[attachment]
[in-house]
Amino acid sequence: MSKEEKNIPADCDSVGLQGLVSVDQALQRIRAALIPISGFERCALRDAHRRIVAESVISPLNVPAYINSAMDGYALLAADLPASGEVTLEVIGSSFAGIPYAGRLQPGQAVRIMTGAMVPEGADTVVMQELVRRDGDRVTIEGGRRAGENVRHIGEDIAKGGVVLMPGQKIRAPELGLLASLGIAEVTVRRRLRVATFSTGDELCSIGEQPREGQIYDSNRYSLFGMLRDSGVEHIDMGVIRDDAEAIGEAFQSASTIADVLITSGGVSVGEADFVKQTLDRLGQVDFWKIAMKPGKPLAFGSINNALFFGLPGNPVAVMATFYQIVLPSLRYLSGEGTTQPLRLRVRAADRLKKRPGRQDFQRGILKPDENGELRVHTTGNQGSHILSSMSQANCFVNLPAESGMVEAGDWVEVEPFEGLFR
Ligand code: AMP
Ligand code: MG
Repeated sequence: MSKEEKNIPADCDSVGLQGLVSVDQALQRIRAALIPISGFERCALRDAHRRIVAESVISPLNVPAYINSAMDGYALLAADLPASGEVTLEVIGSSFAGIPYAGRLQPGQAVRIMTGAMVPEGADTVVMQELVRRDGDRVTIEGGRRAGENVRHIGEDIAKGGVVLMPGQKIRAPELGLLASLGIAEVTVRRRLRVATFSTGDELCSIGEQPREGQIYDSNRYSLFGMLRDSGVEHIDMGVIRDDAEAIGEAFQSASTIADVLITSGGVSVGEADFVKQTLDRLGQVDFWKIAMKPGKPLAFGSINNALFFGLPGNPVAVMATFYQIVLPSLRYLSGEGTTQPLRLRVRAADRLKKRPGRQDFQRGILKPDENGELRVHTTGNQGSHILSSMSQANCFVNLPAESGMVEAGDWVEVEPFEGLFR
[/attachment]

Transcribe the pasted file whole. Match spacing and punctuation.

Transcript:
[in-house]
Amino acid sequence: MSKEEKNIPADCDSVGLQGLVSVDQALQRIRAALIPISGFERCALRDAHRRIVAESVISPLNVPAYINSAMDGYALLAADLPASGEVTLEVIGSSFAGIPYAGRLQPGQAVRIMTGAMVPEGADTVVMQELVRRDGDRVTIEGGRRAGENVRHIGEDIAKGGVVLMPGQKIRAPELGLLASLGIAEVTVRRRLRVATFSTGDELCSIGEQPREGQIYDSNRYSLFGMLRDSGVEHIDMGVIRDDAEAIGEAFQSASTIADVLITSGGVSVGEADFVKQTLDRLGQVDFWKIAMKPGKPLAFGSINNALFFGLPGNPVAVMATFYQIVLPSLRYLSGEGTTQPLRLRVRAADRLKKRPGRQDFQRGILKPDENGELRVHTTGNQGSHILSSMSQANCFVNLPAESGMVEAGDWVEVEPFEGLFR
Ligand code: AMP
Ligand code: MG
Repeated sequence: MSKEEKNIPADCDSVGLQGLVSVDQALQRIRAALIPISGFERCALRDAHRRIVAESVISPLNVPAYINSAMDGYALLAADLPASGEVTLEVIGSSFAGIPYAGRLQPGQAVRIMTGAMVPEGADTVVMQELVRRDGDRVTIEGGRRAGENVRHIGEDIAKGGVVLMPGQKIRAPELGLLASLGIAEVTVRRRLRVATFSTGDELCSIGEQPREGQIYDSNRYSLFGMLRDSGVEHIDMGVIRDDAEAIGEAFQSASTIADVLITSGGVSVGEADFVKQTLDRLGQVDFWKIAMKPGKPLAFGSINNALFFGLPGNPVAVMATFYQIVLPSLRYLSGEGTTQPLRLRVRAADRLKKRPGRQDFQRGILKPDENGELRVHTTGNQGSHILSSMSQANCFVNLPAESGMVEAGDWVEVEPFEGLFR